Question Six: Where Should I Get It?There is really no right answer to this question. Do you prefer shopping locally or in a big-box store? Do you have a trusted legal technology vendor or geeky family member to rely upon? Just make sure you can answer the following question about every technology purchase: When this thing breaks, what will I do? The appropriate answer for you depends upon your comfort level with technology, the soundness of your contingency and backup plans, and your desire to get the best price possible.Remember, as lawyers, we are fundamentally service providers. We regularly encourage our clients to hire us because we can give them the best service—though it may not always be at the lowest price. Keep that in mind when deciding on a technology vendor. With that caveat, here are some of my favorite sites that will help you get the gear you need at a price you can afford.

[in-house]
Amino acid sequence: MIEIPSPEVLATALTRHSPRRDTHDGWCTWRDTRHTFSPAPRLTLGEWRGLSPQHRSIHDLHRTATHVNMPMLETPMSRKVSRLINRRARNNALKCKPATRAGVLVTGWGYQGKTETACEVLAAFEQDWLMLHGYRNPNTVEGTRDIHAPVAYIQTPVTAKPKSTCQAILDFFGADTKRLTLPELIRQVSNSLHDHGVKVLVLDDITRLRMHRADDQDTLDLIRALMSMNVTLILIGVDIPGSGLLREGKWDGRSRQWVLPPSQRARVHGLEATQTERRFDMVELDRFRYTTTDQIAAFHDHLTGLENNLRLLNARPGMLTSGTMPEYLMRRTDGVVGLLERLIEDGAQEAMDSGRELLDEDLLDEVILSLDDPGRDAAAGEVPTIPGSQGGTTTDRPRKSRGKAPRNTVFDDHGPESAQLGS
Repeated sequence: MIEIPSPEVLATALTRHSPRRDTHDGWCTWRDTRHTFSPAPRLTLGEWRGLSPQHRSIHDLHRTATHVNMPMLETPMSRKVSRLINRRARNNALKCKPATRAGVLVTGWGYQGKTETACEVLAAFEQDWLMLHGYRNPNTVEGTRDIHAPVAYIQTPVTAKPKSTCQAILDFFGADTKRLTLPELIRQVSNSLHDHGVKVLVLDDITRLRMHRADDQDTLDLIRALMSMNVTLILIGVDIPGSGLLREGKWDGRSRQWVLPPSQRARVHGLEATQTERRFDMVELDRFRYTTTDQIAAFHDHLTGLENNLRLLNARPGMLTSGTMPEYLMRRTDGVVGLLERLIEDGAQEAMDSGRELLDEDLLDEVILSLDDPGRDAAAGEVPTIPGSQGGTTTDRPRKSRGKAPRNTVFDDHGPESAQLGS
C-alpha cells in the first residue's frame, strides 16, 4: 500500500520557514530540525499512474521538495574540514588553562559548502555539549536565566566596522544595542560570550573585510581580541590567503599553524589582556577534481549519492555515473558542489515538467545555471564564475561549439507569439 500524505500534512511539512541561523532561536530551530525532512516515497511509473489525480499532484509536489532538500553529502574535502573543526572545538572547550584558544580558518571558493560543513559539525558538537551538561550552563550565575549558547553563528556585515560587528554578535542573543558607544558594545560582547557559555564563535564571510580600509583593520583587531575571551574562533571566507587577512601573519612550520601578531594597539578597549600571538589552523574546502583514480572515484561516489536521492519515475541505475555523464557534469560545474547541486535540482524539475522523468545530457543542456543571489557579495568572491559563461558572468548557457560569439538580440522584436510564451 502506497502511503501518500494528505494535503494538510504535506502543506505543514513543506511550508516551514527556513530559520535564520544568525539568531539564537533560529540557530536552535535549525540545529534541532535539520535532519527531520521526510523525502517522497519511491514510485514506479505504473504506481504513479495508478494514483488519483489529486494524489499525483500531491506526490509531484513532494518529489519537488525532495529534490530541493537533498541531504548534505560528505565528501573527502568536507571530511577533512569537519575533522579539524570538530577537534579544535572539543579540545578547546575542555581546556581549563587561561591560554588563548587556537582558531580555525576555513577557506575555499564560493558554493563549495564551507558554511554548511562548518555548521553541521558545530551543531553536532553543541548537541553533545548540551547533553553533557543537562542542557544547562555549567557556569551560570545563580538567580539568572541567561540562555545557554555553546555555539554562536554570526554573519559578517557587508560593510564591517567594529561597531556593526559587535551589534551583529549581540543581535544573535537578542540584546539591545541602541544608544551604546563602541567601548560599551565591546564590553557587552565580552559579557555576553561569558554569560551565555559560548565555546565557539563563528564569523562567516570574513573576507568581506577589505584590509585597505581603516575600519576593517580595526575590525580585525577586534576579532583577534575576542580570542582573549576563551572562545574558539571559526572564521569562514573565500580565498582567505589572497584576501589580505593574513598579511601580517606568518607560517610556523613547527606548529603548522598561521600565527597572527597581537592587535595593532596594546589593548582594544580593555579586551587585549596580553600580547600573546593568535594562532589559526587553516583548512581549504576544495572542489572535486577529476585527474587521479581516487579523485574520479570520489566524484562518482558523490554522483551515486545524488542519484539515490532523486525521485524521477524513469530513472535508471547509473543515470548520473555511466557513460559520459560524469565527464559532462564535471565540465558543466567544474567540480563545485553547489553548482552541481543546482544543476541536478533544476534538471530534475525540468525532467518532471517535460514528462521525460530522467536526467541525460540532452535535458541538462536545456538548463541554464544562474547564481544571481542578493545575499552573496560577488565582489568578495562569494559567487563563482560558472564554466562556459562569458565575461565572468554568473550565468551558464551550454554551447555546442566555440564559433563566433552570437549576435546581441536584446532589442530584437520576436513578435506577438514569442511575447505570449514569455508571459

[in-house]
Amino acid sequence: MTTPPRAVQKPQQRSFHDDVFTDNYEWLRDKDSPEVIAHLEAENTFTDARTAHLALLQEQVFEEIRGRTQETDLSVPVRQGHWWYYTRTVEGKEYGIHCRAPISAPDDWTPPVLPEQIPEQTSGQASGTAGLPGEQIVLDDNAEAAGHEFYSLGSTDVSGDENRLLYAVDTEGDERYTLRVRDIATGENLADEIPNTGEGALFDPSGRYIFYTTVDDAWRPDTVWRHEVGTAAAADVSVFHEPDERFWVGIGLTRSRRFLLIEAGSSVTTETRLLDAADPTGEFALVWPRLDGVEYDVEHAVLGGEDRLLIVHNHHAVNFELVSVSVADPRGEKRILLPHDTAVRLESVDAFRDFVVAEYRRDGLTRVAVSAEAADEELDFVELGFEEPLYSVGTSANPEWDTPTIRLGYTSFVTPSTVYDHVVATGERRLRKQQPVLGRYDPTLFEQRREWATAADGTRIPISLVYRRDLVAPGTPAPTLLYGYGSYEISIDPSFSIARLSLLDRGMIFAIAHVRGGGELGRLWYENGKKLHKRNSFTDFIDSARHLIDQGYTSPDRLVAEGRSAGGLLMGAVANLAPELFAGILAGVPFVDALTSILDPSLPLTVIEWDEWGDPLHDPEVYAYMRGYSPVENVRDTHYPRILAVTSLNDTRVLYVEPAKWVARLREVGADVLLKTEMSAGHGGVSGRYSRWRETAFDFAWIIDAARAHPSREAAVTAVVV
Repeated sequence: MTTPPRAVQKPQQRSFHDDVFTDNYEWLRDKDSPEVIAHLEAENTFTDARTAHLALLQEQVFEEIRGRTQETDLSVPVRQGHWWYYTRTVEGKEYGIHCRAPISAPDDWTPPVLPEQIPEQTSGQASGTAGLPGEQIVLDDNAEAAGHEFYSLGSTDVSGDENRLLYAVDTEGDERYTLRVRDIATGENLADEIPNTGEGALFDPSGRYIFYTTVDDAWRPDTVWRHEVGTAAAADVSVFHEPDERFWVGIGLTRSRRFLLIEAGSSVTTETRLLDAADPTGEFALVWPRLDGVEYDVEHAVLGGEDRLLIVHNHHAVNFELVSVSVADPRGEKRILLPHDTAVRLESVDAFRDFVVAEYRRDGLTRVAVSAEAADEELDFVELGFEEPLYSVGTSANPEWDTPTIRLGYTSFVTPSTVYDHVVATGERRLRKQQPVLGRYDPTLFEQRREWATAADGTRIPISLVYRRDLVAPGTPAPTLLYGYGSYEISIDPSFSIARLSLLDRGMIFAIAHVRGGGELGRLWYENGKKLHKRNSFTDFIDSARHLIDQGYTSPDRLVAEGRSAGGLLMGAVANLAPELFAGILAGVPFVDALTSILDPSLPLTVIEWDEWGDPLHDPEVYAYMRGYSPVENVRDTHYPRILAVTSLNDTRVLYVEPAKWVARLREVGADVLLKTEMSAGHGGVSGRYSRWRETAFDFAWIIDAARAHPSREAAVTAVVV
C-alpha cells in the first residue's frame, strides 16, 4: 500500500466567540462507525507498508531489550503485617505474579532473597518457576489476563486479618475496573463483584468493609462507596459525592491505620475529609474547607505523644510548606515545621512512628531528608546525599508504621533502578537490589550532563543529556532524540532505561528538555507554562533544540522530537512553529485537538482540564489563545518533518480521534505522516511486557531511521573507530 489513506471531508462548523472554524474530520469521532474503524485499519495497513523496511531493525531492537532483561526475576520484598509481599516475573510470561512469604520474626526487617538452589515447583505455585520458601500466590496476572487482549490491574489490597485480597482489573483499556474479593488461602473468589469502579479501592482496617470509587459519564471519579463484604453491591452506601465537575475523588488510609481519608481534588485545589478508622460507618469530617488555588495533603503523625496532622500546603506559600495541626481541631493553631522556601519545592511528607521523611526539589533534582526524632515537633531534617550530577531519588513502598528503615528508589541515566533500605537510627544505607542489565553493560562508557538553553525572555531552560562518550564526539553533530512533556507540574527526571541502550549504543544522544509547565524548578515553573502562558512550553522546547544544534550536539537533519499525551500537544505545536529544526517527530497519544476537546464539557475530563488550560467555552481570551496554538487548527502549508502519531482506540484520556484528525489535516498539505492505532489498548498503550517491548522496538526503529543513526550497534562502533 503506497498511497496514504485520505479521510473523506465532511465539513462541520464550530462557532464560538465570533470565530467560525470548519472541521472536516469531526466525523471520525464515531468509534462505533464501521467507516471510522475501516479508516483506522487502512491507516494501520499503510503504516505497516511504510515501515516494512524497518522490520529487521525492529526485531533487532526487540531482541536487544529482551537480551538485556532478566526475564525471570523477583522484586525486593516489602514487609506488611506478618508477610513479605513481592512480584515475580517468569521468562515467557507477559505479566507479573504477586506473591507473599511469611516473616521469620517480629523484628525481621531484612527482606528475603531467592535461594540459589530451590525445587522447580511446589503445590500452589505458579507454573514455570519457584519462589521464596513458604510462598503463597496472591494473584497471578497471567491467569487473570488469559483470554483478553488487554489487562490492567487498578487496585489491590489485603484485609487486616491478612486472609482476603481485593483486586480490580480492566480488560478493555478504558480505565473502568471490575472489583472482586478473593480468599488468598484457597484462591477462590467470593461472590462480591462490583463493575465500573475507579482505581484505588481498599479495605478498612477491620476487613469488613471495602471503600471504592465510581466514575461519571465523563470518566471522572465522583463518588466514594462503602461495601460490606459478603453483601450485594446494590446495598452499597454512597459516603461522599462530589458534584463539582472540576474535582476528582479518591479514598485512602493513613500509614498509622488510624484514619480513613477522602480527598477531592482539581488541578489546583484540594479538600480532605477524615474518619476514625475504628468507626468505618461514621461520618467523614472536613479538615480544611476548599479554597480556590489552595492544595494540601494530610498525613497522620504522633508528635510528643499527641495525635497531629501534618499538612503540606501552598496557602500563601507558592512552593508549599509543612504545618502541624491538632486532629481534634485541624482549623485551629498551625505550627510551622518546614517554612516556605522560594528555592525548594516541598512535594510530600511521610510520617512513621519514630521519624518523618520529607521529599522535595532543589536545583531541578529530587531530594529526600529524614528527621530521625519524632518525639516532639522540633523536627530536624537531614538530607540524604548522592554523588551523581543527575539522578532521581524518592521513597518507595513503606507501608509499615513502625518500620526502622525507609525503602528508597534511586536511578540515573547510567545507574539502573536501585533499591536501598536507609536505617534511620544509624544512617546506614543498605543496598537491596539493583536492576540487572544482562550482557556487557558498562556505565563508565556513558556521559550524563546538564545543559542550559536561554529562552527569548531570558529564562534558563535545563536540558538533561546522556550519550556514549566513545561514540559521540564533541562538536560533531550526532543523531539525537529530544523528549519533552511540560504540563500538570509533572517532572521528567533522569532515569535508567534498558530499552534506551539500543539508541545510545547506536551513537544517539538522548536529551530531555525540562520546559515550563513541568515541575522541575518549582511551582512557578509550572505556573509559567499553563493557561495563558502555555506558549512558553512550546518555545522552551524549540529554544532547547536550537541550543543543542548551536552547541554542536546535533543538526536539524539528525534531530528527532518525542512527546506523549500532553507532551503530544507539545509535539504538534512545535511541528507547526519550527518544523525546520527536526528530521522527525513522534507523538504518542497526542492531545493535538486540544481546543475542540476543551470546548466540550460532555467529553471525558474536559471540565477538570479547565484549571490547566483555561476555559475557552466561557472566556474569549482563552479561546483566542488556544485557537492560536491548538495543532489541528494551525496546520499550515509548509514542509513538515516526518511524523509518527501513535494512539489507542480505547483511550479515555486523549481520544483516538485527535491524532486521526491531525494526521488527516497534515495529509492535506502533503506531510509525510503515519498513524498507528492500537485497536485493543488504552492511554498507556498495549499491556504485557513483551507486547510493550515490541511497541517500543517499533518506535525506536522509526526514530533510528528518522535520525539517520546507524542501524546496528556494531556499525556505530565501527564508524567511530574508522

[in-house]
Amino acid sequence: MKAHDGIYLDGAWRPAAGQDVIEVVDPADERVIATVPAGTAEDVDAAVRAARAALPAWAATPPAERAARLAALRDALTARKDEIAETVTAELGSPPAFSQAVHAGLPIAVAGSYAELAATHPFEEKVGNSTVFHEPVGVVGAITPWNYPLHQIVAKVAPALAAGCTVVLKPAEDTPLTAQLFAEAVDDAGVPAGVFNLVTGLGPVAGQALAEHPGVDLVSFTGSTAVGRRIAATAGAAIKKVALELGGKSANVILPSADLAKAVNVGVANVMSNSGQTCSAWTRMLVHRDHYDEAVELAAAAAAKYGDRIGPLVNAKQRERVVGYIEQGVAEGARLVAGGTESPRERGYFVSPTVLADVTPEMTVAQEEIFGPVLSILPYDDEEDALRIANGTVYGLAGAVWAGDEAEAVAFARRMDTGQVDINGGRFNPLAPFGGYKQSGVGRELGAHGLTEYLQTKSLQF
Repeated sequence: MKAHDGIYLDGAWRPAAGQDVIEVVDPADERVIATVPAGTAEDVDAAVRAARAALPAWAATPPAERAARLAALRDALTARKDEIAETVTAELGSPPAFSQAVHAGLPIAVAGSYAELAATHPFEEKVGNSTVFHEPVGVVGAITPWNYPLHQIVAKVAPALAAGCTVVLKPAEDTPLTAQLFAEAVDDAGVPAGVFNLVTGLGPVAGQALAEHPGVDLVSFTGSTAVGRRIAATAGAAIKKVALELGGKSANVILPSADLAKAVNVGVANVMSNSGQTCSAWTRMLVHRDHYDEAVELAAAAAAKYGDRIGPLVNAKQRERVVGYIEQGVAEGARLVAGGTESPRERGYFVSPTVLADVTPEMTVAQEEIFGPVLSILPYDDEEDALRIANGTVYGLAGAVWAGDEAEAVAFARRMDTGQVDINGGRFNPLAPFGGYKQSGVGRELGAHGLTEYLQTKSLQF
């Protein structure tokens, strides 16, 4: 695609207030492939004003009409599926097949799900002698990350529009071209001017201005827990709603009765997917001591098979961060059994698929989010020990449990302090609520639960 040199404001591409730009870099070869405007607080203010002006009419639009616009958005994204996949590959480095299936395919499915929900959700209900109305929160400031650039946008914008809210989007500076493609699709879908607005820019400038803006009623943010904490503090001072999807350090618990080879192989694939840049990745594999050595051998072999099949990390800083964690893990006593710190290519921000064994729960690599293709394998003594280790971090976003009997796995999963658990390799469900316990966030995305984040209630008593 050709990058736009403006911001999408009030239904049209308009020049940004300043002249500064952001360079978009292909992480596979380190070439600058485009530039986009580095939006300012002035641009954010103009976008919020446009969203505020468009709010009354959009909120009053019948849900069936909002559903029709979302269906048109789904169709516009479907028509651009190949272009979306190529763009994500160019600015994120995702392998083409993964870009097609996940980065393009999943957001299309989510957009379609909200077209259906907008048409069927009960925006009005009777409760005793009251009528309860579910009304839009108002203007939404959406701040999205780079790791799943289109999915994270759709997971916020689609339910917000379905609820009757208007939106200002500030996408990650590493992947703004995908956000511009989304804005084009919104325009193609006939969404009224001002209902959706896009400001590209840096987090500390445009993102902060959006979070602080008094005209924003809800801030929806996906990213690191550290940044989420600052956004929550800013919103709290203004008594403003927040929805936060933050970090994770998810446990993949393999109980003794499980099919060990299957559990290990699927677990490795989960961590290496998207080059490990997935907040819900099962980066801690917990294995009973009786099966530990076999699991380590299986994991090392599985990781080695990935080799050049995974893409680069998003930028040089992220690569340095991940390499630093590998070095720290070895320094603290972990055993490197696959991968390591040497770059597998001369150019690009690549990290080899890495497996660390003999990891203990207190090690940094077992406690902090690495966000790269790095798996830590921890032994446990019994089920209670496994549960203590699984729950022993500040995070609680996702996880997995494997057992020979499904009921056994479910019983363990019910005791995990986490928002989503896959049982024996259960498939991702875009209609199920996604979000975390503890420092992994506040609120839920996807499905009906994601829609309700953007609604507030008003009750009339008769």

The “I’d really like a second opinion” sites.Want to make sure you are making a sound technology purchase? If you’d like to know what hundreds (or thousands) of others think about the tech you want to buy, check out mega-review sites Epinions ( www.epinions.com) and CNET ( www.cnet.com). For legal-specific software and hardware reviews, TechnoLawyer ( www.technolawyer.com) and Law Office Computing magazine ( www.lawofficecomputing.com) can’t be beat.One of the least used yet most valuable sources for technology tips and resources is the blogosphere. To get a sense of what bloggers have to say, search for the name of the product with Google’s new blog search tool ( www.blogsearch.google.com) or with Technorati ( www.technorati.com).
The “how much is this going to really cost me” site.I love PriceGrabber ( www.pricegrabber.com). Type in the product name, add your zip code, and PriceGrabber will return dozens of results from reputable vendors that include the price for taxes and shipping.